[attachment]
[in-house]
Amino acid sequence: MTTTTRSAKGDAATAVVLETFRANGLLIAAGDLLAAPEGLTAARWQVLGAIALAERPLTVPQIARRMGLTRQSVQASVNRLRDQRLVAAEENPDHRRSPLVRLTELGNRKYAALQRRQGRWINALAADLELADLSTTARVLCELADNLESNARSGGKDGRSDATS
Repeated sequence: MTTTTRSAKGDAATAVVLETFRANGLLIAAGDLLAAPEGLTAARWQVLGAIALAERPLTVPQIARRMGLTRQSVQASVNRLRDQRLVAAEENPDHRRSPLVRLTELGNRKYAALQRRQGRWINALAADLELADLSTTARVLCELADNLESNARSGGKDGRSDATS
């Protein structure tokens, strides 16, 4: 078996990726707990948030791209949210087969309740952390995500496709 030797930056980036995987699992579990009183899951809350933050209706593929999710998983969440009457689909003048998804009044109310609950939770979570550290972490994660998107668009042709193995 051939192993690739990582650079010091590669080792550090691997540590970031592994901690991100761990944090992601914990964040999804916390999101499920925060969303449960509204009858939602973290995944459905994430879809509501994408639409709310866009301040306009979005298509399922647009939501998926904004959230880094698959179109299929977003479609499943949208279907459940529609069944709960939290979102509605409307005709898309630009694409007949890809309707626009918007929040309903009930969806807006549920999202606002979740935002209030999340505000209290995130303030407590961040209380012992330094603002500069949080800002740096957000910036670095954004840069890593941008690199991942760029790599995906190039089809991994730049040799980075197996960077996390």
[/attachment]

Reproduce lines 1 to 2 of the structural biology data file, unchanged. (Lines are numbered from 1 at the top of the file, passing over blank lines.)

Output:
[in-house]
Amino acid sequence: MTTTTRSAKGDAATAVVLETFRANGLLIAAGDLLAAPEGLTAARWQVLGAIALAERPLTVPQIARRMGLTRQSVQASVNRLRDQRLVAAEENPDHRRSPLVRLTELGNRKYAALQRRQGRWINALAADLELADLSTTARVLCELADNLESNARSGGKDGRSDATS